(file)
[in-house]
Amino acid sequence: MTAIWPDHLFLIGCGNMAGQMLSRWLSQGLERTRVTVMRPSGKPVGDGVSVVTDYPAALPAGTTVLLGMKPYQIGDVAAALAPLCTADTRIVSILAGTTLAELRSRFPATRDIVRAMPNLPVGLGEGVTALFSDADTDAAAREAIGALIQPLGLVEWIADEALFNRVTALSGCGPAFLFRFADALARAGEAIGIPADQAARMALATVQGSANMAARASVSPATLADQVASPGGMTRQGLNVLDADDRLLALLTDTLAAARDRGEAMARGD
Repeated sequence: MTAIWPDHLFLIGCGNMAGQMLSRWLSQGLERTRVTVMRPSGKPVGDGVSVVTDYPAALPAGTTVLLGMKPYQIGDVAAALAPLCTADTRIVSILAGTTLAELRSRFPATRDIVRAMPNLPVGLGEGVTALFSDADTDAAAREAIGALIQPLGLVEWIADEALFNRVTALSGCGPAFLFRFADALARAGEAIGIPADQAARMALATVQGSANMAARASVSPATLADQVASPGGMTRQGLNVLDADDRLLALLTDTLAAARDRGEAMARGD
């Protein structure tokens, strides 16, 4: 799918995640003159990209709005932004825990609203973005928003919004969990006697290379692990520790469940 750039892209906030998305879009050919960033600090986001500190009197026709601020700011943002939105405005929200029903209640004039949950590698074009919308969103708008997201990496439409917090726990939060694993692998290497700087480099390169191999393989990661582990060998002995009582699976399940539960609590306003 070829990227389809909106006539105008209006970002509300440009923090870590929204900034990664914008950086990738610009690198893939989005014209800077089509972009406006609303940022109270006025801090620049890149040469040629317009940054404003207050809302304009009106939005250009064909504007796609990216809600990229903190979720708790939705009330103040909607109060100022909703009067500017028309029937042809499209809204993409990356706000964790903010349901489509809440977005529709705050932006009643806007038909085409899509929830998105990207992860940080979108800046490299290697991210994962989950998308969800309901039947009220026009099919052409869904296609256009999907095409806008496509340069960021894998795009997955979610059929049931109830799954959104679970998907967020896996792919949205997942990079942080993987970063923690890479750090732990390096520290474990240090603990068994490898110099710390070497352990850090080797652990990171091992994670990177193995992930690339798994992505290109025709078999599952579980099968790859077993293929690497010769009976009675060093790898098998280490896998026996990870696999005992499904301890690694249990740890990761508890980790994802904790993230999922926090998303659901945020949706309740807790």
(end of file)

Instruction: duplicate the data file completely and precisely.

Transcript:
[in-house]
Amino acid sequence: MTAIWPDHLFLIGCGNMAGQMLSRWLSQGLERTRVTVMRPSGKPVGDGVSVVTDYPAALPAGTTVLLGMKPYQIGDVAAALAPLCTADTRIVSILAGTTLAELRSRFPATRDIVRAMPNLPVGLGEGVTALFSDADTDAAAREAIGALIQPLGLVEWIADEALFNRVTALSGCGPAFLFRFADALARAGEAIGIPADQAARMALATVQGSANMAARASVSPATLADQVASPGGMTRQGLNVLDADDRLLALLTDTLAAARDRGEAMARGD
Repeated sequence: MTAIWPDHLFLIGCGNMAGQMLSRWLSQGLERTRVTVMRPSGKPVGDGVSVVTDYPAALPAGTTVLLGMKPYQIGDVAAALAPLCTADTRIVSILAGTTLAELRSRFPATRDIVRAMPNLPVGLGEGVTALFSDADTDAAAREAIGALIQPLGLVEWIADEALFNRVTALSGCGPAFLFRFADALARAGEAIGIPADQAARMALATVQGSANMAARASVSPATLADQVASPGGMTRQGLNVLDADDRLLALLTDTLAAARDRGEAMARGD
């Protein structure tokens, strides 16, 4: 799918995640003159990209709005932004825990609203973005928003919004969990006697290379692990520790469940 750039892209906030998305879009050919960033600090986001500190009197026709601020700011943002939105405005929200029903209640004039949950590698074009919308969103708008997201990496439409917090726990939060694993692998290497700087480099390169191999393989990661582990060998002995009582699976399940539960609590306003 070829990227389809909106006539105008209006970002509300440009923090870590929204900034990664914008950086990738610009690198893939989005014209800077089509972009406006609303940022109270006025801090620049890149040469040629317009940054404003207050809302304009009106939005250009064909504007796609990216809600990229903190979720708790939705009330103040909607109060100022909703009067500017028309029937042809499209809204993409990356706000964790903010349901489509809440977005529709705050932006009643806007038909085409899509929830998105990207992860940080979108800046490299290697991210994962989950998308969800309901039947009220026009099919052409869904296609256009999907095409806008496509340069960021894998795009997955979610059929049931109830799954959104679970998907967020896996792919949205997942990079942080993987970063923690890479750090732990390096520290474990240090603990068994490898110099710390070497352990850090080797652990990171091992994670990177193995992930690339798994992505290109025709078999599952579980099968790859077993293929690497010769009976009675060093790898098998280490896998026996990870696999005992499904301890690694249990740890990761508890980790994802904790993230999922926090998303659901945020949706309740807790």